Your home's idle load is a leaky faucet.
You might think everything in your home is turned off when you leave for the day or for a vacation, but it’s not. Our homes use more and more energy through what’s called a home's "idle load", the energy used by electronics and appliances even when they are not in use. The always-on usage of our homes is growing due to the ever increasing number of things we have plugged in: game consoles, surround sound systems, DVRs, printers, desktop computers, instant hot water dispensers, fountains, recirculating pet water bowls, heated baby wipe dispensers, smart light switches… the list increases daily.
The power used by these devices even while they are not in use can be enormous—up to a third of a typical home’s electric use. We measured the average idle load across 70,000 California homes at 1,900 kWh per year for each home, which is nearly 30% of a typical home’s electric consumption.
In 2015, we worked closely with the Natural Resources Defense Council (NRDC) to analyze idle loads. Our full report is available here, but the main takeaway is that home idle loads are larger than expected and will continue to expand. Currently these always-on but inactive devices are estimated to cost Americans $19 Billion annually through their idling energy use, which is the equivalent of 50 power plants’ annual generation of electricity.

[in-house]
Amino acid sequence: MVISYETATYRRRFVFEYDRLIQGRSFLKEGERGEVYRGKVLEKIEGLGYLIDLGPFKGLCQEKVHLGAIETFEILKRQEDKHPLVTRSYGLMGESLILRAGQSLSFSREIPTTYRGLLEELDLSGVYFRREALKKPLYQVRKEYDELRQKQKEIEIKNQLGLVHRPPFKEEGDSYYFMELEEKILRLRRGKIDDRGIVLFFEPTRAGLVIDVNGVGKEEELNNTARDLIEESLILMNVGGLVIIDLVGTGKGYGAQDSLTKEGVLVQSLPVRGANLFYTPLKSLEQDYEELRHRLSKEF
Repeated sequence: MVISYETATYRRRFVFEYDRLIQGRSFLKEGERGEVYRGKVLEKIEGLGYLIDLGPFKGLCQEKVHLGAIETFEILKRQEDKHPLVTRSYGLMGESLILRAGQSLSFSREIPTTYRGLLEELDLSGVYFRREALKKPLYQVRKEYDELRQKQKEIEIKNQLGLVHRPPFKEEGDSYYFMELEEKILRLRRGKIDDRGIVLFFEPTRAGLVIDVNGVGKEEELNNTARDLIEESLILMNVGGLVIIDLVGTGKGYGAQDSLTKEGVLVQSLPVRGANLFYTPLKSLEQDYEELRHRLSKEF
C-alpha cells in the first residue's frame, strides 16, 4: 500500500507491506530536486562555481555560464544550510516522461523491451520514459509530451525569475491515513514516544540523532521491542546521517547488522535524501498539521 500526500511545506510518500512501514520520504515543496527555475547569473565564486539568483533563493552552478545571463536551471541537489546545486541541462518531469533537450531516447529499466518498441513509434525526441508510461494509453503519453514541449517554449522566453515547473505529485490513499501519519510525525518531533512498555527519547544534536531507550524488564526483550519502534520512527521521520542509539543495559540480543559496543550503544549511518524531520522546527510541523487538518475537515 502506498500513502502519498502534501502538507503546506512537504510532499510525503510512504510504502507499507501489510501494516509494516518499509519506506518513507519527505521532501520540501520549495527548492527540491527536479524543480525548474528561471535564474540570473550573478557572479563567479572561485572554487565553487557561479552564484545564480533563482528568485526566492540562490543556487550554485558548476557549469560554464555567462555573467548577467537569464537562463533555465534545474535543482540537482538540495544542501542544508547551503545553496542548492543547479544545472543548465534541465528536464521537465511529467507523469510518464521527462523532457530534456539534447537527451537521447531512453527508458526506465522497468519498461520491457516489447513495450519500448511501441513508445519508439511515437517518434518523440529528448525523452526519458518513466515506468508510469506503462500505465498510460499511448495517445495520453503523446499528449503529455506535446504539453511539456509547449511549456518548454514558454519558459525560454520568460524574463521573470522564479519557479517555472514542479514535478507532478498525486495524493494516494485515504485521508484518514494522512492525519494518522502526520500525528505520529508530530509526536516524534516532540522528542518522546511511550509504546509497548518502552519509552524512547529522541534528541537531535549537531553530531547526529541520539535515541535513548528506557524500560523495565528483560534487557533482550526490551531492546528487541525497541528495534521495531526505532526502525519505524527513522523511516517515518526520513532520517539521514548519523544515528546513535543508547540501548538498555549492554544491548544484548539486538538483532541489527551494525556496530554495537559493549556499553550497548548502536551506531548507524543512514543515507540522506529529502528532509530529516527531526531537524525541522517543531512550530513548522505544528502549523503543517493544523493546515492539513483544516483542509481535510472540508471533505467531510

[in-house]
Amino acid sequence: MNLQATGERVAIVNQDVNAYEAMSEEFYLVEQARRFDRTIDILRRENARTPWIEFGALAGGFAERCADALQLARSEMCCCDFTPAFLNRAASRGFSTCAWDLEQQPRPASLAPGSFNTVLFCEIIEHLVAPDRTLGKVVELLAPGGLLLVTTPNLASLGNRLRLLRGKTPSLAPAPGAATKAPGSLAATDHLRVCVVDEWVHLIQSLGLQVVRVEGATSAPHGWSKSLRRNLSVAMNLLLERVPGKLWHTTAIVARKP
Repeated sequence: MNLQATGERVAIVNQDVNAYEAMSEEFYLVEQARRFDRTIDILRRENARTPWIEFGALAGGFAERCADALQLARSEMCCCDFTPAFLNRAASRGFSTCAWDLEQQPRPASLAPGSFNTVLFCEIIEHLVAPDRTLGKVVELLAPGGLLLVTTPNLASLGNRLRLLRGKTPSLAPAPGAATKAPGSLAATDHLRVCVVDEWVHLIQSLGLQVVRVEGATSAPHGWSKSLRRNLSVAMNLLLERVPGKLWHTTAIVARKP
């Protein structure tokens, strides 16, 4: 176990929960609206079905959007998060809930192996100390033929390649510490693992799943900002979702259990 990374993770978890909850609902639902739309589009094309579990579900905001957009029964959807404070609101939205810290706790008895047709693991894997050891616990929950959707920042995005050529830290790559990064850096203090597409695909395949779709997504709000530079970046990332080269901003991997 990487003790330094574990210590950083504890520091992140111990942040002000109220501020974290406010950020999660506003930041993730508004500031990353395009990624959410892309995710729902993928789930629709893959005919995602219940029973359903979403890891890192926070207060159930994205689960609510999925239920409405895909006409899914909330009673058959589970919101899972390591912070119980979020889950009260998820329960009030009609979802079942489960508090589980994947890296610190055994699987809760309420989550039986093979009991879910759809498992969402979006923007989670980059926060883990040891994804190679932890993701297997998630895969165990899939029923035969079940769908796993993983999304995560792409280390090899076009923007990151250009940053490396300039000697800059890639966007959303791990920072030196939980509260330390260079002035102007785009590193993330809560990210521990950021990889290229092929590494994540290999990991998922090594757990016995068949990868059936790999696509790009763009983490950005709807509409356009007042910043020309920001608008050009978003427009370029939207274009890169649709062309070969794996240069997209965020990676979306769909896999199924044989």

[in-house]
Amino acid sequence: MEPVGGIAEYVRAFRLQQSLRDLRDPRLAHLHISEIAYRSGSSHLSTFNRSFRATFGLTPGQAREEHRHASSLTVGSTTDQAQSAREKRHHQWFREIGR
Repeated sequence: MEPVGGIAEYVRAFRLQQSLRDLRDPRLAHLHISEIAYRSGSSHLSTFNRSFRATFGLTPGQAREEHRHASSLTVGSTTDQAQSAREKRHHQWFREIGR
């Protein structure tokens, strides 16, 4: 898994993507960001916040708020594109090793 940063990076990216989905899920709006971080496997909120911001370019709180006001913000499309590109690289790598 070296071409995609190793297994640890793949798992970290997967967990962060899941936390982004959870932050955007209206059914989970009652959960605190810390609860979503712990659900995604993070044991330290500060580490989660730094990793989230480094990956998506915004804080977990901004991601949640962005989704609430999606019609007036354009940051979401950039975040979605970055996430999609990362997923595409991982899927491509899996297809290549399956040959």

But there is good news. It's usually easy and inexpensive to reduce a home's idle load. Small things can make a big difference: unplug seldom used appliances (like that old VCR in the spare bedroom), put electronics in full sleep mode, add smart strips to entertainment and computer systems, and use inexpensive digital timers. Using our free software tools, we help you reduce your energy waste with several no- or low-cost solutions.
We’re really good at this. Over a 44 month period, we documented a 6.6% reduction in idle load across 1,239 participants in Mountain View’s energy efficiency program. If all 70,000 homes in Mountain View had reduced their average idle load by 6.6%, it would provide savings of 8,778 MWh, the equivalent energy output of about 31,000 solar panels.